A strain on workforce for developers is hence a strain on the purse for home-buyers.




In the last few months, home-buyers have preferred to buy ready-to-occupy homes rather than invest in future projects. This has caused existing inventory to dry up. While a spike in home-buying is a positive sign, this results in an imminent shortage of supply until construction is rebooted. There will be a void for the next few quarters with a dearth of supply of homes. Having said that, as countries come out of lockdown gradually, manufacturing will resume in full force to eventually counter demand.

Until then, this price rise is something we have to bear with.




Since March 2020, there have been near-zero new project launches across the industry. With the demand for office spaces and homes in a downward spiral, there has been lesser influx of funds in the market. Coupled with a reduced workforce and shortage of raw materials, construction was at a standstill for most part of March-July. While construction has commenced now, it will be a matter of time before things progress full steam ahead.

This imbalance of supply and demand has led to a hike i market prices of real estate.




In real estate, procurement of new land for development and the process to get government approvals for purchase forms the core of the business. Though all government offices are in full attendance now, processing of new approvals has slowed down - it is estimated to take anywhere between 12 to 18 months for fresh approvals(for large projects) to be issued. Thus, there will be a dearth of supply in the development space in the coming quarters.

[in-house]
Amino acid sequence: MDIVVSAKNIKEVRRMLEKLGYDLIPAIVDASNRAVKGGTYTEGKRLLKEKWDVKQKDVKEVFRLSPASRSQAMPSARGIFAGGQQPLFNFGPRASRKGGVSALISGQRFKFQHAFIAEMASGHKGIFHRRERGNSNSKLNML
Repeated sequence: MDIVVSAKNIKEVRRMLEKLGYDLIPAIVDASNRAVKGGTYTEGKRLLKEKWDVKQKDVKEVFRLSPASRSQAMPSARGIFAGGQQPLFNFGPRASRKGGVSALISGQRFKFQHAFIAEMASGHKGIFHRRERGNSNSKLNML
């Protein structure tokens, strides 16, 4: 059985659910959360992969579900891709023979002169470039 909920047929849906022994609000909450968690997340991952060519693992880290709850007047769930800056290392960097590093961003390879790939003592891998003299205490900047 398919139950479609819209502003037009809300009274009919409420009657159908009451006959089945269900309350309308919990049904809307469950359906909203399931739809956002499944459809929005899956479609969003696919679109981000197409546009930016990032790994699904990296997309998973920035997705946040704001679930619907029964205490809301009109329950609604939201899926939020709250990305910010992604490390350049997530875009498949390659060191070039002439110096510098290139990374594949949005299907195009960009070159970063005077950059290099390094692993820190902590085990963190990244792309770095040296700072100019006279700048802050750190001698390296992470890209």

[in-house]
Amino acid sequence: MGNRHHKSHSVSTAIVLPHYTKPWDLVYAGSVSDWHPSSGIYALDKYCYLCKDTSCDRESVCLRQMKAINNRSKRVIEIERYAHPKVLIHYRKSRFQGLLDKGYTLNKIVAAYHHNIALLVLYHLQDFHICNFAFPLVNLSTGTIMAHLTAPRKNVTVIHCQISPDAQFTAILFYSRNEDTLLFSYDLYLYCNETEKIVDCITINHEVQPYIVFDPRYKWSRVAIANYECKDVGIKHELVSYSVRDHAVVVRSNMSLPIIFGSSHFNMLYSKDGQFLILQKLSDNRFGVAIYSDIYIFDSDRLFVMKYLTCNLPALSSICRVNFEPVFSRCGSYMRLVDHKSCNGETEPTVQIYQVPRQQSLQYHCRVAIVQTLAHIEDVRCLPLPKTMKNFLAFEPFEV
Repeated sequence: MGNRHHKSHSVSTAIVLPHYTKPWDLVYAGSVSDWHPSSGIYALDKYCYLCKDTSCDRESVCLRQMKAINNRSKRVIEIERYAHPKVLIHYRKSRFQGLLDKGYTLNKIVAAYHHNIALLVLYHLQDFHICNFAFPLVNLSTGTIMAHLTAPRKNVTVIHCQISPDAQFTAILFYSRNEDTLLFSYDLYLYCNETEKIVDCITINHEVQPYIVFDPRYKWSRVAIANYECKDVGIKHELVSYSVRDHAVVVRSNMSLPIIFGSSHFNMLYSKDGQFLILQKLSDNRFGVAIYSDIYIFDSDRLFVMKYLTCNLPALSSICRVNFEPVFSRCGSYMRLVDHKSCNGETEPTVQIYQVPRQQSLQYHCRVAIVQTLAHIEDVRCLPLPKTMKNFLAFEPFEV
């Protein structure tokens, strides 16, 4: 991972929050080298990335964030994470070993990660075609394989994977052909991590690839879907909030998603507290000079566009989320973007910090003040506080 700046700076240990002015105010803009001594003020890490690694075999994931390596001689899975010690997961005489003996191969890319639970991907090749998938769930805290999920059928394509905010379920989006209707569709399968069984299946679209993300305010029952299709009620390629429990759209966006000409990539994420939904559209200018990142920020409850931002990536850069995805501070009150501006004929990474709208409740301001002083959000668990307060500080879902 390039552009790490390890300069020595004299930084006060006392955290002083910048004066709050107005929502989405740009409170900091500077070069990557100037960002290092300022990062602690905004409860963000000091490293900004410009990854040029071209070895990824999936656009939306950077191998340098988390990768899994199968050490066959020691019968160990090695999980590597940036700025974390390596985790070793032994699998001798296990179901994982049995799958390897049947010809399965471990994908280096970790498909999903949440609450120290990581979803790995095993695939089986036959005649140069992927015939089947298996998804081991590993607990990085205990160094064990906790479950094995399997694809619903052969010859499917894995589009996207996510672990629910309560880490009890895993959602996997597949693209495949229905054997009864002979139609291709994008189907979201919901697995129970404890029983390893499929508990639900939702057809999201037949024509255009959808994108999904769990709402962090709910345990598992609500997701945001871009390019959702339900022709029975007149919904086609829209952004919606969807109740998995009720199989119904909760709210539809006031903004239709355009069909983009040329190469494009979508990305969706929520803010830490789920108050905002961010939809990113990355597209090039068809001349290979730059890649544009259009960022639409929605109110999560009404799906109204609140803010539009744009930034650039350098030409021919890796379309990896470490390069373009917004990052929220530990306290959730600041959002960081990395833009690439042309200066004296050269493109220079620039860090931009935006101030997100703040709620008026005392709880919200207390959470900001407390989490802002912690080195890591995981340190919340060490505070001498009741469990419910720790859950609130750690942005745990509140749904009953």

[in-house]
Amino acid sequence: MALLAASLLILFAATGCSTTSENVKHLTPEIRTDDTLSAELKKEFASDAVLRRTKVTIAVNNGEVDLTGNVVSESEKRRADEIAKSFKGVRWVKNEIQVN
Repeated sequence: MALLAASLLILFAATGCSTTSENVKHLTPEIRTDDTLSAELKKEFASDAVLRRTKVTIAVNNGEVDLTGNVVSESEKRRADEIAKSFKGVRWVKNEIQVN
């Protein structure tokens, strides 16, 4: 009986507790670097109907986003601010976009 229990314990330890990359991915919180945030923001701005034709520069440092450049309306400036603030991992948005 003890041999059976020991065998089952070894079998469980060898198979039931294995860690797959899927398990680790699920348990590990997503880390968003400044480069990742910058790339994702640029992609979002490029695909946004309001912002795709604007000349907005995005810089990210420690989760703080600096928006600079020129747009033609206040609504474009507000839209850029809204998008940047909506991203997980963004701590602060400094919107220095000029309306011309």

With reduced inflow of monies and extended approval periods, a price hike is unpreventable.




A major chunk of government funds are being redirected to fight the pandemic and reboot the economy. To counter the revenue shortage of the state, the government has had to hike various fees with a direct implication on real estate. Hiked EB deposits for all approvals and development cost, and increase in guideline value of land have led to an overall increase of total costs.

As we get back to normalcy and people start investing, the lack of supply created by this crunch will also drive up prices of property.


As states and countries start easing restrictions on commerce, travel and the economy, there will be gradual progress towards a level of normalcy. While a new normal is already in place, the impact of this new normal in the long term is unpredictable. But what we can predict is the indomitable spirit of mankind to rise after a setback. And when that spirit is rekindled, it will set the path for progress for the decade to come.

I'd like to leave you with this quote by American author Margaret J Wheatley:

"There is no power for change greater than a community discovering what it cares about".

As a community, we now know that the most important this is to care for each other.

Take care and stay safe.